Change – I have always believed that the definition of intelligence, as the quality of those beings who know how to change in order to survive, could not be questioned. I’ve gotten used to seeing it this way ever since, as a middle school boy, I first approached evolutionary theories.

Today, I must admit, things no longer seem so obvious to me. I have not changed my opinion, only I have found that many around me think diametrically opposite. For many people, being smart means doing everything possible not to change the status quo: the famous “team that wins you don’t change”.

Some animals, to defend themselves, save themselves from danger or simply overcome a moment of stress, resort to the trick of pretending to be dead. They trust that their opponent thinking of death from disease or poisoning will give up turning them into prey. They wait, delegating their chances of survival to the stupidity of their opponents. Well, they are justified, their opponents are often really stupid.

Per noi le cose sono diverse, le difficoltà che incontriamo hanno una dose intrinseca di intelligenza che spesso ci supera (altrimenti queste difficoltà le vedremmo arrivare da lontano e riusciremmo a evitarle con facilità). Le difficoltà (che siano situazioni o persone poco conta) ci colpiscono nei punti di debolezza, nelle cose per le quali non abbiamo doti o talenti naturali (chè altrimenti non le percepiremmo come difficoltà). Questo fenomeno ha indotto nella nostra cultura un atteggiamento che mi provoca un fastido tremendo: cresciamo con la convinzione che per ottenere il successo ci si debba concentrare sul risolvere i propri difetti. In pratica ci viene chiesto di cambiare quelle cose per le quali cambiare è più difficile, spesso con il risultato che non cambiamo nulla.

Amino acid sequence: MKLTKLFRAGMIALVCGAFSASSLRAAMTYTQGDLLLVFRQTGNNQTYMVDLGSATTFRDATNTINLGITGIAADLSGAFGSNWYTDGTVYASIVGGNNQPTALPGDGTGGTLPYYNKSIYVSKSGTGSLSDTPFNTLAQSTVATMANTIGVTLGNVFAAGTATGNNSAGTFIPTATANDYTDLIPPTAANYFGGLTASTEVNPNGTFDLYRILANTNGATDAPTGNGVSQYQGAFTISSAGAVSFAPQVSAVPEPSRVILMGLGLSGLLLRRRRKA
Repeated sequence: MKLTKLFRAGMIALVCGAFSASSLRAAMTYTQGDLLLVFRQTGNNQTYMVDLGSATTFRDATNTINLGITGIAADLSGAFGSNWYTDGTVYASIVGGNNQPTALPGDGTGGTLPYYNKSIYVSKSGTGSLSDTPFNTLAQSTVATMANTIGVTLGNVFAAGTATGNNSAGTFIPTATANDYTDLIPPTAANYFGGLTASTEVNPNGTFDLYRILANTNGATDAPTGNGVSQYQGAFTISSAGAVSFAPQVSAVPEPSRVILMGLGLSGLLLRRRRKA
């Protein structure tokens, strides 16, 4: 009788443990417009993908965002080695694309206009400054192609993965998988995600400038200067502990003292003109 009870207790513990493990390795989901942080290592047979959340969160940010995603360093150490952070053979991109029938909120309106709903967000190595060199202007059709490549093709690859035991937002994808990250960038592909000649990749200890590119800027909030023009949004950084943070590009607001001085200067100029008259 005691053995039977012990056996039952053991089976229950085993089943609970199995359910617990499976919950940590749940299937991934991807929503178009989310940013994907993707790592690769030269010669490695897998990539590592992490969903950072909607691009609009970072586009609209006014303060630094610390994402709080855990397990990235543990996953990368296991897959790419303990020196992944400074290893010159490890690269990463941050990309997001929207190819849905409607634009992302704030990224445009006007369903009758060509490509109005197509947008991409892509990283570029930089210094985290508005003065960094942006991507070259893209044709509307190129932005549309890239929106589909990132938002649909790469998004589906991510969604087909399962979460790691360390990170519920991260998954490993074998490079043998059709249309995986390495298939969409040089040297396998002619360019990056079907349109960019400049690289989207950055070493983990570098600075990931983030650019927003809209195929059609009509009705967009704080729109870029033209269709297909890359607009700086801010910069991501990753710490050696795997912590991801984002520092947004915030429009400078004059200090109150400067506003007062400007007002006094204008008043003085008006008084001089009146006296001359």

Of course, working on one’s areas of weakness is important and should be part of the routine of all our activities. But I think 20 minutes a day is enough.

How many of you can spend a whole day thinking about your defects without acquiring a terrible and depressing mood? Our “mood” is always a good indicator of how our performances will be: do I feel bad? I’ll suck.

I have always argued that it is much more important to leverage one’s talents. If we work trying to put our talents to good use, change becomes something automatic, pleasant, desired.

The mood becomes positive, we have fun and feel we can make a difference. We must not delegate our fate to others. I also think that what we do, if we do it well, is worth doing more for others than for ourselves. So let’s put ourselves in the shoes of these others. Do you think they would rather know that what we do for them we do by trying to correct our shortcomings or making use of what we are led to do.

And if we continue to learn new things and use our talents to leverage these new skills, well, we may even end up becoming useful. Try to think of some famous successful entrepreneur and ask yourself if you really think that he spends his time correcting his own defects, listening to collaborators who have obvious defects to correct. By analogy, think of a company with two markets, one in which it manages to sell and one where every sales call is a punch in the face: what percentage of time should it spend on each of the two markets?